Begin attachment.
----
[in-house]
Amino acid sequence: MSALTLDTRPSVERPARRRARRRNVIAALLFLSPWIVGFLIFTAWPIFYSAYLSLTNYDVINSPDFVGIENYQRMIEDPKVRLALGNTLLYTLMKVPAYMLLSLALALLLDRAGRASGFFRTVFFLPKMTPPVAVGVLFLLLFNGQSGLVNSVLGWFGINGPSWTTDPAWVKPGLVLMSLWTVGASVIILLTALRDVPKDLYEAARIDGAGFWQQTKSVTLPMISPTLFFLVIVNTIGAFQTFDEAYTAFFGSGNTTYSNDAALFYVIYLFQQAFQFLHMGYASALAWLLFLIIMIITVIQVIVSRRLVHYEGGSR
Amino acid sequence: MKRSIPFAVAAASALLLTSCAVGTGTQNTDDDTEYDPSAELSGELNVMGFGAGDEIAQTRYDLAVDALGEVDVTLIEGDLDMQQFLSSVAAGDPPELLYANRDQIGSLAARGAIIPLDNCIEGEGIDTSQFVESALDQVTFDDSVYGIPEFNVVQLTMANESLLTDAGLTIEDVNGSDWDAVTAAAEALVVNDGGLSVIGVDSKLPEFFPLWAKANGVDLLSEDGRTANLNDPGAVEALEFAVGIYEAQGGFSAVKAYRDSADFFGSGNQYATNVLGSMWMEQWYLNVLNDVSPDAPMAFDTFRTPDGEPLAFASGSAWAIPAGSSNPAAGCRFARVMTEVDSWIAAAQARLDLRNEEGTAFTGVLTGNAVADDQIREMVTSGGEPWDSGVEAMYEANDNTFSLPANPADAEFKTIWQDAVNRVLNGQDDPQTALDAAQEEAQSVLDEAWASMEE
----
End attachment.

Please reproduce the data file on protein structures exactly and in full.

[in-house]
Amino acid sequence: MSALTLDTRPSVERPARRRARRRNVIAALLFLSPWIVGFLIFTAWPIFYSAYLSLTNYDVINSPDFVGIENYQRMIEDPKVRLALGNTLLYTLMKVPAYMLLSLALALLLDRAGRASGFFRTVFFLPKMTPPVAVGVLFLLLFNGQSGLVNSVLGWFGINGPSWTTDPAWVKPGLVLMSLWTVGASVIILLTALRDVPKDLYEAARIDGAGFWQQTKSVTLPMISPTLFFLVIVNTIGAFQTFDEAYTAFFGSGNTTYSNDAALFYVIYLFQQAFQFLHMGYASALAWLLFLIIMIITVIQVIVSRRLVHYEGGSR
Amino acid sequence: MKRSIPFAVAAASALLLTSCAVGTGTQNTDDDTEYDPSAELSGELNVMGFGAGDEIAQTRYDLAVDALGEVDVTLIEGDLDMQQFLSSVAAGDPPELLYANRDQIGSLAARGAIIPLDNCIEGEGIDTSQFVESALDQVTFDDSVYGIPEFNVVQLTMANESLLTDAGLTIEDVNGSDWDAVTAAAEALVVNDGGLSVIGVDSKLPEFFPLWAKANGVDLLSEDGRTANLNDPGAVEALEFAVGIYEAQGGFSAVKAYRDSADFFGSGNQYATNVLGSMWMEQWYLNVLNDVSPDAPMAFDTFRTPDGEPLAFASGSAWAIPAGSSNPAAGCRFARVMTEVDSWIAAAQARLDLRNEEGTAFTGVLTGNAVADDQIREMVTSGGEPWDSGVEAMYEANDNTFSLPANPADAEFKTIWQDAVNRVLNGQDDPQTALDAAQEEAQSVLDEAWASMEE